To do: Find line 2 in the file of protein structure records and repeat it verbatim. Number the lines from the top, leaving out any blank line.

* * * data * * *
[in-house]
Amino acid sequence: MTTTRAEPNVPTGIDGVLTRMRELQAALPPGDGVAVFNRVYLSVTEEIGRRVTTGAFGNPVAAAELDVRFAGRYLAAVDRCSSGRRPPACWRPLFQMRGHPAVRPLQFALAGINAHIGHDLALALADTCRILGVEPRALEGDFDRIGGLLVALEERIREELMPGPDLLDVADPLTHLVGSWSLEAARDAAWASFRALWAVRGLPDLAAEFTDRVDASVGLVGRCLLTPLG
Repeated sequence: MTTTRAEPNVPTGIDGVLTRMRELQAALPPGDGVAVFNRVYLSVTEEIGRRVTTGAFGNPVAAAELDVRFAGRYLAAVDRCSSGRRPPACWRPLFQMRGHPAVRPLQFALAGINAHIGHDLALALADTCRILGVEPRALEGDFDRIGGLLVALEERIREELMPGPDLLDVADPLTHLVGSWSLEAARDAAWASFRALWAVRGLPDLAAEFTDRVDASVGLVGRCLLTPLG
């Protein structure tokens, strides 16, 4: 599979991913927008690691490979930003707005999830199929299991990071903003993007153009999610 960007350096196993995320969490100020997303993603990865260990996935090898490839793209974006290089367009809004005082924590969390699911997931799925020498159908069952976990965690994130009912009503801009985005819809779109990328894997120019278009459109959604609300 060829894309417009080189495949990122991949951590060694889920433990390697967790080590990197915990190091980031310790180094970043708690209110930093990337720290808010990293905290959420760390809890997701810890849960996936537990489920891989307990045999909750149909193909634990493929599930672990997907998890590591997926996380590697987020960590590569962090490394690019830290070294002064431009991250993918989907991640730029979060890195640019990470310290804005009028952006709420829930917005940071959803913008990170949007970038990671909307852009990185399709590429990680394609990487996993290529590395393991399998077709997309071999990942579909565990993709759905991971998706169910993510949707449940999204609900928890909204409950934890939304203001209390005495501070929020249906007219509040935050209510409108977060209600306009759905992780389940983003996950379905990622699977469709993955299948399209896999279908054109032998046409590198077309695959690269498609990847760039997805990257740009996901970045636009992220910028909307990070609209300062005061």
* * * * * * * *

Amino acid sequence: MTTTRAEPNVPTGIDGVLTRMRELQAALPPGDGVAVFNRVYLSVTEEIGRRVTTGAFGNPVAAAELDVRFAGRYLAAVDRCSSGRRPPACWRPLFQMRGHPAVRPLQFALAGINAHIGHDLALALADTCRILGVEPRALEGDFDRIGGLLVALEERIREELMPGPDLLDVADPLTHLVGSWSLEAARDAAWASFRALWAVRGLPDLAAEFTDRVDASVGLVGRCLLTPLG